The c2g (C to Gates) compiler project is finally here, in greatly simplified form.
The real trick to compiling into hardware is simply to take things one bit at a time. Each value in the C2G'07 language is unsigned and 8 bits wide. Within the compiler, each value's computation is represented by a vector of 8 pointers (or index values) describing where each bit comes from. The source for each bit can be the constant 0 (ground), the constant 1 (Vcc), an input bit, or the output from a gate.
Fortunately for you, the code that does all that work is given to you. All that you need to do is to modify the c2g07.c source code so that it uses only a single type of gate for all designs. The single type can be any of:
Because NAND and NOR are binary operators, they are slightly easier to implement than ITEs for the current code structure.
Focus your attention around mkgate(). There are currently helper routines that implement and(), or(), xor(), and not() by calling mkgate(); think in terms of modifying these to generate the equivalent gates using only the gate type that you have selected. There is also a small part of the main() which might need to be modified to print the resulting design, although there is already code there for this purpose.
Interestingly, the compiler as written already incorporates some basic optimizations which should be slightly more effective once you have implemented the "normalization" of always using the same gate type. A variety of simplifications, mostly based on identity relationships, are implemented in the routines that call mkgate(). Common subexpression elimination (CSE) is implemented very straightforwardly in mkgate() itself. Finally, dead code elimination is implemented by recursively marking needed gates using recurmark() and then skipping the unmarked ones in the printing code within main().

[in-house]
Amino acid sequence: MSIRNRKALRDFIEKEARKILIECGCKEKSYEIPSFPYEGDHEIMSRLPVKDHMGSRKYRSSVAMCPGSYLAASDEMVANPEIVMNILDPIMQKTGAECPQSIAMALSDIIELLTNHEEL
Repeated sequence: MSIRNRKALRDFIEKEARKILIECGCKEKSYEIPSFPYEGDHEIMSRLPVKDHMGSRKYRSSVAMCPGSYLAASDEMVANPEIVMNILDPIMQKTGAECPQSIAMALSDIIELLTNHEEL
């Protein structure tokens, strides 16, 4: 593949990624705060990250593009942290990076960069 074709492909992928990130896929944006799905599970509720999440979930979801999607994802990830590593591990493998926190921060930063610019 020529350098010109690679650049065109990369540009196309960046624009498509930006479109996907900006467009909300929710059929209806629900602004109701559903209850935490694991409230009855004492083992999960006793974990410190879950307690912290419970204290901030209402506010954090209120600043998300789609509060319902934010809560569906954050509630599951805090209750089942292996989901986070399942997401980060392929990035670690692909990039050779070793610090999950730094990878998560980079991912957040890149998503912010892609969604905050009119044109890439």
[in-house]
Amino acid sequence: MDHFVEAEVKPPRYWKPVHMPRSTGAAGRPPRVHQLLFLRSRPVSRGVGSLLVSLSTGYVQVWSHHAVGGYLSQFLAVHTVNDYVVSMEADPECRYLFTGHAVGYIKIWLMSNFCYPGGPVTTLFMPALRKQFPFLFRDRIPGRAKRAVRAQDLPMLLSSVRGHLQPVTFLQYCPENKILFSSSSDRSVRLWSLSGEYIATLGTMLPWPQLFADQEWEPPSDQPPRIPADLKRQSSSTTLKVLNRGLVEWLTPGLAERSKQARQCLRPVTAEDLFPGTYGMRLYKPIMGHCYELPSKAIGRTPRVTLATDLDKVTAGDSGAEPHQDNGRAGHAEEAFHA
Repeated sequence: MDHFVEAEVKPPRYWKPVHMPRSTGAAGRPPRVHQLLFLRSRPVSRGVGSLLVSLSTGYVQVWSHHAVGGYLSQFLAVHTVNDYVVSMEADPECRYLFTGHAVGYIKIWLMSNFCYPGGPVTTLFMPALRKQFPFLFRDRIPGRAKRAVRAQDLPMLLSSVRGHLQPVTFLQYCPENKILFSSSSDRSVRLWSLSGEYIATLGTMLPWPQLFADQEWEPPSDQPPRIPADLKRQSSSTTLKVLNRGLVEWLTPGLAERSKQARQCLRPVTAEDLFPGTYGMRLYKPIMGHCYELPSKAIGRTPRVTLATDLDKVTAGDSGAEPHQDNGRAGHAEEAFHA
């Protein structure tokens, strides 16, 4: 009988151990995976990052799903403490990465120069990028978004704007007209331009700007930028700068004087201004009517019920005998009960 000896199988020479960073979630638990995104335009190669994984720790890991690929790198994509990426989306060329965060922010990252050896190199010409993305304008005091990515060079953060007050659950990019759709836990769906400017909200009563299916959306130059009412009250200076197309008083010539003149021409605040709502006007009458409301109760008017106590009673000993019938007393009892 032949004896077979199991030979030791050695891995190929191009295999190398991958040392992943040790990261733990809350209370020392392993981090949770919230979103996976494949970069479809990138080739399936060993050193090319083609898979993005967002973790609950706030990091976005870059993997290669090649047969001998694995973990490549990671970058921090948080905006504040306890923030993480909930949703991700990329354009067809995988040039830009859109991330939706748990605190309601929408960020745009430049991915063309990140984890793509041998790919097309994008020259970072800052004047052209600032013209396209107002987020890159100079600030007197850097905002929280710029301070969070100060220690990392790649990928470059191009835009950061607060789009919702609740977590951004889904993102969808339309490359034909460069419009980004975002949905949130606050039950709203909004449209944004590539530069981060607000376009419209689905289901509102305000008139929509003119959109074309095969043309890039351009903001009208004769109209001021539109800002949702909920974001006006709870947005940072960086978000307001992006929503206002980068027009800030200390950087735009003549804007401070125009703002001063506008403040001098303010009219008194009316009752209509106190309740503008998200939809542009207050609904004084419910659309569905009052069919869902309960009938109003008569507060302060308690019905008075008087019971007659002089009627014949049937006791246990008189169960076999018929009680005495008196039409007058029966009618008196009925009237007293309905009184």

The grammar for the language accepted is:
prog: (decl)* (stat)* EOF ; decl: "INPUT" WORD ';' | "OUTPUT" WORD ';' | "SIGNAL" WORD ';' ; stat: WORD '=' expr ';' ; expr: expr1 (('&' | '|' | '^') expr1)* ; expr1: expr2 (('<' | '>') expr2)* ; expr2: expr3 (('+' | '-') expr3)* ; expr3: expr4 ('*' expr4)* ; expr4: NUMBER | WORD | '-' expr4 | '!' expr4 | '~' expr4 | '(' expr ')' ;
The inputs, outputs, and signals are all assumed to be 8 bits wide. Inputs cannot be assigned to; outputs and signals can be assigned to just once each. Inputs are essentially externally driven busses, and bus lines that are not used may be omitted from the gate level design; i.e., an input that is not used is not really an input. Signals are essentially internal busses, which may be eliminated from the design if the compiler's analysis finds them unnecessary. Outputs are busses delivering the output signals; as such, it always must be specified how each is driven in any design. A really simple example input is:
INPUT a; SIGNAL b; OUTPUT c; b = (a & 5); c = !b;
For your project, you should submit the usual type of tarball, generating an executable file named c2g07 as the output of your make file. The c2g07.c program can be compiled by something as simple as cc c2g07.c -o c2g07.